There are a few tools you can use to find out the total size of the directory on Linux. Here, we have only included open-source and free tools.


It is a Qt-based file/directory system analyzer showing directories and files in a heat-map representation like a tree system. With the help of this tool, you can find out the directory usage and clean the system by deleting or cleaning files, etc. Use the below command to install this tool −

~$: sudo apt install qdirstat -y

You can open this tool by entering the 'qdirstat' in the terminal or searching for the tool from the application menu.

Figure 1


It is a very lightweight and easy-to-use GUI tool that allows you to view the space occupied by directories and files in the form of a pie chart. It uses concentric rings to show the size and usage of the directory so that you can understand it better. You can install it by running the following command in the terminal −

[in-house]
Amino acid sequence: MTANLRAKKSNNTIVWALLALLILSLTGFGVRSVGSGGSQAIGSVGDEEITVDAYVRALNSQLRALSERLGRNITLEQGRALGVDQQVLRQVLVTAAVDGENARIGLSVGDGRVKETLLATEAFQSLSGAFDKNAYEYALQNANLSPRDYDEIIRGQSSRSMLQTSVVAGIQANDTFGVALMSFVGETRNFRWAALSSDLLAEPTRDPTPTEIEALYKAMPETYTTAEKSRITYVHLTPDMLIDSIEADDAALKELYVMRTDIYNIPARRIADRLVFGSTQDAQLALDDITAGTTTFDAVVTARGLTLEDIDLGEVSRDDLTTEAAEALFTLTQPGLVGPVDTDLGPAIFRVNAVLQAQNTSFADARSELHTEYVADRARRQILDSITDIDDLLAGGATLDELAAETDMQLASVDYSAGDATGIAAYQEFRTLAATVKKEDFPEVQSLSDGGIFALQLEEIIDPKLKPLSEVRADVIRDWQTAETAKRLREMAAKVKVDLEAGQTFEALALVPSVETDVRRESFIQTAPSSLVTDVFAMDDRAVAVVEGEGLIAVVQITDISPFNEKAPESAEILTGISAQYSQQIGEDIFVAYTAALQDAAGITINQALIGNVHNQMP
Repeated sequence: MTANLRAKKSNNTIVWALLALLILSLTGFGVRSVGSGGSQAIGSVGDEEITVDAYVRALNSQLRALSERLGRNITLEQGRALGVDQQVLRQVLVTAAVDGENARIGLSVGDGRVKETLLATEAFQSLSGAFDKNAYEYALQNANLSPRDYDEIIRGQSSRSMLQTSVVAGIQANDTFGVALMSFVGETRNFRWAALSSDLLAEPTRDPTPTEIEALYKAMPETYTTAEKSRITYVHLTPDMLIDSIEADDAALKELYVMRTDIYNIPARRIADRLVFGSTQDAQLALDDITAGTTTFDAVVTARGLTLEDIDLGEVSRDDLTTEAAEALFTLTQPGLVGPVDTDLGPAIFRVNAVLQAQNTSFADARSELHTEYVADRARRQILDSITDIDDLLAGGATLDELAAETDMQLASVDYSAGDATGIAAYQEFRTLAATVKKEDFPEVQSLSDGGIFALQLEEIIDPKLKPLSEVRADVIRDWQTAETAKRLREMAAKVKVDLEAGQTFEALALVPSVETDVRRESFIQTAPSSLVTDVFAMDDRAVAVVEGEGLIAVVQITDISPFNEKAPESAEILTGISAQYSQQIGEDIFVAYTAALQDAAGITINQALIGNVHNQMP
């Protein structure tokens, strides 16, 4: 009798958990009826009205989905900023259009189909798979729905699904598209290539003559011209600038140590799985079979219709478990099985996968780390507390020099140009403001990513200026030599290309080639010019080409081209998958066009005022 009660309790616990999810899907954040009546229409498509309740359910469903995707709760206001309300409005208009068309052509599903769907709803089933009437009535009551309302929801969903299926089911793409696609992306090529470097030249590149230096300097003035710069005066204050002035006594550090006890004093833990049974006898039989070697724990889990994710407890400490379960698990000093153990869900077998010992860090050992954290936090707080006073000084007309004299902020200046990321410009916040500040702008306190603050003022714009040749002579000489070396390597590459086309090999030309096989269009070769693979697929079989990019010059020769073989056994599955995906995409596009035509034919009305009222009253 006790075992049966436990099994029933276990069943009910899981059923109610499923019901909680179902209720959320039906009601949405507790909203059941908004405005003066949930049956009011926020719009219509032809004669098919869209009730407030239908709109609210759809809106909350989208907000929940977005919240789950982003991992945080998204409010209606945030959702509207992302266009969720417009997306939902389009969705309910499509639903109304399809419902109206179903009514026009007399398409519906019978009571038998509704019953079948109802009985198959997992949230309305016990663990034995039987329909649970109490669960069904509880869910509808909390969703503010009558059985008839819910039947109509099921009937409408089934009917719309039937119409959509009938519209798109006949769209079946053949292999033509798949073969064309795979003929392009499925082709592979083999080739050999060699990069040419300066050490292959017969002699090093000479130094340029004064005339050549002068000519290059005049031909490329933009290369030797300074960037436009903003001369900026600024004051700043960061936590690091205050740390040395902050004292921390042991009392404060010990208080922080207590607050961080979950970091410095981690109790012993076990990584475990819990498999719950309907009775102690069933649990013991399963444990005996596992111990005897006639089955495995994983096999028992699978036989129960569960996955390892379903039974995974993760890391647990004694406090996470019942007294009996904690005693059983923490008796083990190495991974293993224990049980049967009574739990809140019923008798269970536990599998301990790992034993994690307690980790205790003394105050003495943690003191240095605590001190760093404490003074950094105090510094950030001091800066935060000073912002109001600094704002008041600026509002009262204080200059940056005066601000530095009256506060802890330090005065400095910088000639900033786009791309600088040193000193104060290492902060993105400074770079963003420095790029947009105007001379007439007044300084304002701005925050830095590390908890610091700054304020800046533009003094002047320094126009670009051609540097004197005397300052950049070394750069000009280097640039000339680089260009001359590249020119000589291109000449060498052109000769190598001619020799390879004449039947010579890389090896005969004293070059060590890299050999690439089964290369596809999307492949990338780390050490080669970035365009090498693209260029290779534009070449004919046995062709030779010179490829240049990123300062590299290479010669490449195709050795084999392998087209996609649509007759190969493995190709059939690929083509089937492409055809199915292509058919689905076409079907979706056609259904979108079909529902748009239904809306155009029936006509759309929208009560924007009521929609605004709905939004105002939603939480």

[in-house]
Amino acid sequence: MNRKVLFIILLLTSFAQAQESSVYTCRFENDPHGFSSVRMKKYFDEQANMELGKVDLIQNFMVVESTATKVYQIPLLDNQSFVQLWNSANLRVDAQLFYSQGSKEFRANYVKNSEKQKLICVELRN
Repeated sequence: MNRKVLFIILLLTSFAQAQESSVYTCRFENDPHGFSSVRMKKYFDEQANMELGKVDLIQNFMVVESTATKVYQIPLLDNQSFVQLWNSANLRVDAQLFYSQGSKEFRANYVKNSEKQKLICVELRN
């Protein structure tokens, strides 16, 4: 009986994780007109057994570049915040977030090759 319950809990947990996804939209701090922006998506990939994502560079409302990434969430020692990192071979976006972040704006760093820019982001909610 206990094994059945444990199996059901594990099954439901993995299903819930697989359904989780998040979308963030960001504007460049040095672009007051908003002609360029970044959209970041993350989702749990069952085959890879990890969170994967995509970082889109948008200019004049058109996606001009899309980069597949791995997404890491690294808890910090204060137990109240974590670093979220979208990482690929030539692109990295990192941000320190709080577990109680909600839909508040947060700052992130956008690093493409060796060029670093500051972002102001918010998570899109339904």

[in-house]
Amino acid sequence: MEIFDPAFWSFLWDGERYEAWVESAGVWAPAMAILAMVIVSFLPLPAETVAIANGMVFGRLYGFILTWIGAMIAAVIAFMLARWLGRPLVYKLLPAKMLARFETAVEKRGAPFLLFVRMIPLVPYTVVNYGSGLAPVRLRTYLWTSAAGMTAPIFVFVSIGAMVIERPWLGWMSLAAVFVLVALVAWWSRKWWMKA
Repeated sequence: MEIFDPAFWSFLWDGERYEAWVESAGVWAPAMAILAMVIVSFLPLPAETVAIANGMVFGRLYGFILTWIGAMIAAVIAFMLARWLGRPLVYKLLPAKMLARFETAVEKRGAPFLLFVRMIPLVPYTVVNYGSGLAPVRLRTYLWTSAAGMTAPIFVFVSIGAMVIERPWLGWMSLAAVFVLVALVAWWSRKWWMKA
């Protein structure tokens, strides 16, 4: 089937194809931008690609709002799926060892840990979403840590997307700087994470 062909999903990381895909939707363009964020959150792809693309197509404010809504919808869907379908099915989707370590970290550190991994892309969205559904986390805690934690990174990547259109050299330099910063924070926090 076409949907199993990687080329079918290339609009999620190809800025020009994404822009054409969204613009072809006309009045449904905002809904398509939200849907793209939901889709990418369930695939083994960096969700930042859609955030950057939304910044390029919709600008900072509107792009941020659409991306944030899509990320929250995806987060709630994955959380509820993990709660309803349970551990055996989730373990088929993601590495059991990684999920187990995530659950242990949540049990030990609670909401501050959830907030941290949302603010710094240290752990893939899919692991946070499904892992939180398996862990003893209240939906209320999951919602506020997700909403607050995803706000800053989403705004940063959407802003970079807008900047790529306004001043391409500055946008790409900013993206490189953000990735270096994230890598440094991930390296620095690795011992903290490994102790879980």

~$: sudo apt install filelight -y

Once successfully installed, you can open it from the applications menu or enter the 'filelight' in the terminal −

Figure 2

To view the disk usage of a particular file or directory, click on 'scan' in the left corner and follow these steps −

Scan > Scan folder > The folder/directory you want to scan


You can find the total size of all the files in a directory in Linux through the GUI and CLI methods. If you are new to Linux, you can find out the size of the directory and its files using the GUI method.

There are many tools with the help of which you can find this, but in this guide, we have included two tools, 'QDirStat' and 'FileLight,' which are the latest, free, and open-source. You can easily install these tools and check the size of directories in graphical form. This way, you can find the total size of all the files in the directory through any method at your convenience.

Updated on: 22-Aug-2023